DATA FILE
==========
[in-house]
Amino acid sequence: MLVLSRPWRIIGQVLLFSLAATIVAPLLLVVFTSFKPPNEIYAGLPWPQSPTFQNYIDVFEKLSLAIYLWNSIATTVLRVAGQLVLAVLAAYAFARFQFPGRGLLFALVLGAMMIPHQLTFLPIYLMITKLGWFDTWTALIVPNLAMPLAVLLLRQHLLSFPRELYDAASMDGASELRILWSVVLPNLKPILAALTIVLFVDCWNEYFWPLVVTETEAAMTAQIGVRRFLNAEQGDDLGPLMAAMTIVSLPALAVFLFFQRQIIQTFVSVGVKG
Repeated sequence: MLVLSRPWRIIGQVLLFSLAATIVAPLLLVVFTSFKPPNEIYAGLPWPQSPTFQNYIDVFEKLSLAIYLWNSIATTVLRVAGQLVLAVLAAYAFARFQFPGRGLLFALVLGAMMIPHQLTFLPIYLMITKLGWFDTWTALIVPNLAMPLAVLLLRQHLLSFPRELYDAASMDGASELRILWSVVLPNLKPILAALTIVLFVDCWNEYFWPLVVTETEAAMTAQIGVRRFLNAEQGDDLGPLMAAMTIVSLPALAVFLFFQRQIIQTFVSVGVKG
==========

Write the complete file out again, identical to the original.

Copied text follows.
[in-house]
Amino acid sequence: MLVLSRPWRIIGQVLLFSLAATIVAPLLLVVFTSFKPPNEIYAGLPWPQSPTFQNYIDVFEKLSLAIYLWNSIATTVLRVAGQLVLAVLAAYAFARFQFPGRGLLFALVLGAMMIPHQLTFLPIYLMITKLGWFDTWTALIVPNLAMPLAVLLLRQHLLSFPRELYDAASMDGASELRILWSVVLPNLKPILAALTIVLFVDCWNEYFWPLVVTETEAAMTAQIGVRRFLNAEQGDDLGPLMAAMTIVSLPALAVFLFFQRQIIQTFVSVGVKG
Repeated sequence: MLVLSRPWRIIGQVLLFSLAATIVAPLLLVVFTSFKPPNEIYAGLPWPQSPTFQNYIDVFEKLSLAIYLWNSIATTVLRVAGQLVLAVLAAYAFARFQFPGRGLLFALVLGAMMIPHQLTFLPIYLMITKLGWFDTWTALIVPNLAMPLAVLLLRQHLLSFPRELYDAASMDGASELRILWSVVLPNLKPILAALTIVLFVDCWNEYFWPLVVTETEAAMTAQIGVRRFLNAEQGDDLGPLMAAMTIVSLPALAVFLFFQRQIIQTFVSVGVKG